Key Elections in Turkey and Thailand Today – Will We Have Color Revolutions to Oust the Winners?

ER Editor: Turkey and Thailand are going to the polls today. Turkey’s Erdogan, a former CIA asset, is the one the deep state wants rid of. They tried and failed with an assassination attempt back in 2016. Erdogan is likely to pull Turkey out of NATO if he wins, and is co-operating with Russia. A reminder of the recent ‘earthquakes‘ in Turkey and northern Syria, that seemed mightily suspicious. 74 year old Kemal Kilicdaroglu is the deep state’s choice against Erdogan.

The Thai royal family were recently put on alert over the Pfizer Covid vaccines by Prof. Sucharit Bhakdi over one of their family members having succumbed to vaccine injury, possibly death.


ER: Readers may also be interested in this RT report —

Who’s who in the Turkish election

By way of introduction:

Some 64 million Turkish citizens are expected to vote in Sunday’s presidential and parliamentary elections. The showdown between President Recep Tayyip Erdogan and opposition leader Kemal Kilicdaroglu will determine whether or not Türkiye turns back to the West, while dozens of parties will fight it out for control of the country’s 600-seat legislature.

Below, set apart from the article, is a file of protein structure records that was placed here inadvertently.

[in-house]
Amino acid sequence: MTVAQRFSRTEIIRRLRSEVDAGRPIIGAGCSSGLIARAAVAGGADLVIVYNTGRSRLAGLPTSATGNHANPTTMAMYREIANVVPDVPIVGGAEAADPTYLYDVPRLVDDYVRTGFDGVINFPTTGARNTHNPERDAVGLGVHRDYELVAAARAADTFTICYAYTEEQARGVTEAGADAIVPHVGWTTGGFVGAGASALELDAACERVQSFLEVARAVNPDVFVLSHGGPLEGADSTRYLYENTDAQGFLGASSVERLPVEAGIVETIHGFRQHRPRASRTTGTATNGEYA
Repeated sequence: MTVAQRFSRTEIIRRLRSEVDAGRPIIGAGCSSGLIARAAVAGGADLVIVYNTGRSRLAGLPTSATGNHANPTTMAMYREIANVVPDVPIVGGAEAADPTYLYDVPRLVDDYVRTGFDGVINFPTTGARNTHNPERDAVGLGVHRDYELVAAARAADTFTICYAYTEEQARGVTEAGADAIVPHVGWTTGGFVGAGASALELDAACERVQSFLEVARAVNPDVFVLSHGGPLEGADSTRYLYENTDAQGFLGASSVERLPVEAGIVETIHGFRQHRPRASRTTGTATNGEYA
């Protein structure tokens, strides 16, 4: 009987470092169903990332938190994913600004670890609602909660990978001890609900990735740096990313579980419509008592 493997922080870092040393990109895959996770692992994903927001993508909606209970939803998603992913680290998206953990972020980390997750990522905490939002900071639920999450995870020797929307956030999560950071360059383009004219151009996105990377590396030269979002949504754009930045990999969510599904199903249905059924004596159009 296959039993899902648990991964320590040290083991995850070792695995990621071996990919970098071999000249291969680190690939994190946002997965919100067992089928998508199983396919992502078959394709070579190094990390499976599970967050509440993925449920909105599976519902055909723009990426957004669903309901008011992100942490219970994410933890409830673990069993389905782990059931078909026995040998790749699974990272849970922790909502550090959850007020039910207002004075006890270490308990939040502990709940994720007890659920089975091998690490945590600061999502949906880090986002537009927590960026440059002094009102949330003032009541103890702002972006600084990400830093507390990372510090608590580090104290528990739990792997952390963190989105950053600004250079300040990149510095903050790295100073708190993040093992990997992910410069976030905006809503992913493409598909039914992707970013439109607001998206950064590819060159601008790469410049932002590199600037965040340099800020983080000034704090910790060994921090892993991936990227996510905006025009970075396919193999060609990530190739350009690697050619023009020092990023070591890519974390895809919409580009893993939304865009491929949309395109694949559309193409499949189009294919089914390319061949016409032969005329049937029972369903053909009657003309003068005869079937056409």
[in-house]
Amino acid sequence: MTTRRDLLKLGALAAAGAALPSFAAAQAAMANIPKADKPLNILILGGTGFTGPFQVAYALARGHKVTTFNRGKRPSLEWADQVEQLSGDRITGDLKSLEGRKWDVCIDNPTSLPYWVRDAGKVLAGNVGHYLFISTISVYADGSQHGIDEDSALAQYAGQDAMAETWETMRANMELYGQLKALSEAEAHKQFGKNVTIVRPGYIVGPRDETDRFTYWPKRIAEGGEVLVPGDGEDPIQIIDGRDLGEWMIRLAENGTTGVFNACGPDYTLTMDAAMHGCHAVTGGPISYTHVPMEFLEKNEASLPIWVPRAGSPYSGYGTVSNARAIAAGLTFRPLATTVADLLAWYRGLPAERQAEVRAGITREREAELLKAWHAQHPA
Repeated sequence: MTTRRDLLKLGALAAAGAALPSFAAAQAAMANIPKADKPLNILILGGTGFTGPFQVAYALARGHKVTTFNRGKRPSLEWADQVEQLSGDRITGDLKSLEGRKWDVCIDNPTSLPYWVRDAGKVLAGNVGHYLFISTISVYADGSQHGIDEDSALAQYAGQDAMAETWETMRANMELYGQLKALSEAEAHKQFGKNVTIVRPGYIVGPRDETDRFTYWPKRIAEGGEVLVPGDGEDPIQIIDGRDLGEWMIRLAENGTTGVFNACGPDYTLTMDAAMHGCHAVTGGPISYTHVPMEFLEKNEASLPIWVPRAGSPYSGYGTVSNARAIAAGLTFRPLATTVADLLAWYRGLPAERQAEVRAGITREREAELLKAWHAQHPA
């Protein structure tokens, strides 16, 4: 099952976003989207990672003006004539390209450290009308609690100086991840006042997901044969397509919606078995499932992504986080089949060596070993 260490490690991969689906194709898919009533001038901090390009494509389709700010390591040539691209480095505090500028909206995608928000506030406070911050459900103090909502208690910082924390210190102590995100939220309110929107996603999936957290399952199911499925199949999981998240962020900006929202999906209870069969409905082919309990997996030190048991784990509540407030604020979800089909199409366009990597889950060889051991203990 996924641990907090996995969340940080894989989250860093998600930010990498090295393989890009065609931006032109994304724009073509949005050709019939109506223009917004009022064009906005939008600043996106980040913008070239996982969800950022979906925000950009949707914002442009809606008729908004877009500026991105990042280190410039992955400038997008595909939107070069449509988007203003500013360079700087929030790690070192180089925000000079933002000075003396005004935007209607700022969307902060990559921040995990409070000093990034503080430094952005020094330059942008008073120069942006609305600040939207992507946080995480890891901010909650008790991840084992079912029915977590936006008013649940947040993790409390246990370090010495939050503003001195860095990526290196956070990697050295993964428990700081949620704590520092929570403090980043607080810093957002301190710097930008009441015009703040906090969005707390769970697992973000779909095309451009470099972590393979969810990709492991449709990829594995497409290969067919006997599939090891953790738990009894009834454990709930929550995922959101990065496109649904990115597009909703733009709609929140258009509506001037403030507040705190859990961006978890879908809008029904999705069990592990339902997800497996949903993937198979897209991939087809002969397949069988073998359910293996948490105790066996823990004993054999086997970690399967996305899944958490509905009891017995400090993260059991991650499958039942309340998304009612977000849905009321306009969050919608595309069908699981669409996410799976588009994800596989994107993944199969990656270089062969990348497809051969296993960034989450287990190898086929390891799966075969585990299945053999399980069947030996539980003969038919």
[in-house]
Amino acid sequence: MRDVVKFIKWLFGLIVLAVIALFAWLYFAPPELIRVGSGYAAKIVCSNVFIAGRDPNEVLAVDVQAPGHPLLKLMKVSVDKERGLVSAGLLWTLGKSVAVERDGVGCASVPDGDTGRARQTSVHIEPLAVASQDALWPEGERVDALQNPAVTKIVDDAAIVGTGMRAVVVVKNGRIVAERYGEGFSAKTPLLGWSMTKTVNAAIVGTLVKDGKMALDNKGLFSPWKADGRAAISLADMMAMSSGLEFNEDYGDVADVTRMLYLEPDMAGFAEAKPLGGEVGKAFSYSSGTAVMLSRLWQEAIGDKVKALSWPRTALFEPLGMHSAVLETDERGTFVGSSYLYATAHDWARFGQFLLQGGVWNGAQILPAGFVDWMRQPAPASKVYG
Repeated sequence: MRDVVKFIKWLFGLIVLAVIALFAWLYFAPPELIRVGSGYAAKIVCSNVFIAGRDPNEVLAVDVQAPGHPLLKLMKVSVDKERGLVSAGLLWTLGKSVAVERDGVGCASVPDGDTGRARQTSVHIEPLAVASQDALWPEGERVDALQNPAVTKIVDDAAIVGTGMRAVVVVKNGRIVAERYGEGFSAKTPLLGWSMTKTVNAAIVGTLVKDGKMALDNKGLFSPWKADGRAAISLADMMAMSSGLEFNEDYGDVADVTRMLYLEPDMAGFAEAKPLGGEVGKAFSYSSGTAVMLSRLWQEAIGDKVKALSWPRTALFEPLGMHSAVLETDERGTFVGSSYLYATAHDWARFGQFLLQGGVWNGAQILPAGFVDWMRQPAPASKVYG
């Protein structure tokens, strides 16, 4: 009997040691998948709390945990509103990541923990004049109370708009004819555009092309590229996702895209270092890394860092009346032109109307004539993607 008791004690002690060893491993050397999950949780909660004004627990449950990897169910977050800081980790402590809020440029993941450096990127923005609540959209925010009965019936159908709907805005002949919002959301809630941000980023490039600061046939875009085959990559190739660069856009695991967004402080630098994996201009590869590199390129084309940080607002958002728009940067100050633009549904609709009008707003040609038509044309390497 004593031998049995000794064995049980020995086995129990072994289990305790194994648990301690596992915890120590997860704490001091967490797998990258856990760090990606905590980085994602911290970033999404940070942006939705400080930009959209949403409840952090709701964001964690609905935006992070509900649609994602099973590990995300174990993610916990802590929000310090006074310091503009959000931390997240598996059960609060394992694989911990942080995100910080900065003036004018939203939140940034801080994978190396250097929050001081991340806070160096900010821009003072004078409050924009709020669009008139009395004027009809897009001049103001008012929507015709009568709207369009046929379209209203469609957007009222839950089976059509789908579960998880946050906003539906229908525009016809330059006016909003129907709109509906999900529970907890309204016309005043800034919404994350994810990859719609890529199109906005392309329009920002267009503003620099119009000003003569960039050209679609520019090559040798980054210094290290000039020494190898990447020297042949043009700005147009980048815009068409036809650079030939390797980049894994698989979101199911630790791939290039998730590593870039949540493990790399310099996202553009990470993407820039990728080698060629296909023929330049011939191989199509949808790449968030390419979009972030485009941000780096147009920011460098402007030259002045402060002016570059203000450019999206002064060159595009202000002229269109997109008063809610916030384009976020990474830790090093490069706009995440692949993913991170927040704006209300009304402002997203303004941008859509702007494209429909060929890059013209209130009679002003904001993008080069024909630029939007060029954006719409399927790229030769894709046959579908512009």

The ‘West’, of course, means the western Deep State. Check Moon of Alabama’s short piece below for what a win for Erdogan (and the corresponding figure in Thailand) would mean for CIA color revolution possibilities.


High-stakes vote begins in Türkiye

The presidential and parliamentary elections will determine the country’s course for the next five years


The polls have opened in Türkiye for key presidential and parliamentary elections that will decide whether incumbent President Recep Tayyip Erdogan will retain power, in a hotly contested race.

The polling stations opened at 8am local time in 81 provinces, with almost 200,000 ballot boxes installed across the country. Around 60 million people are eligible to vote, while 1.8 million people abroad have already cast their ballots. Both the president and members of the parliament are elected for five-year terms.

High-stakes vote begins in Türkiye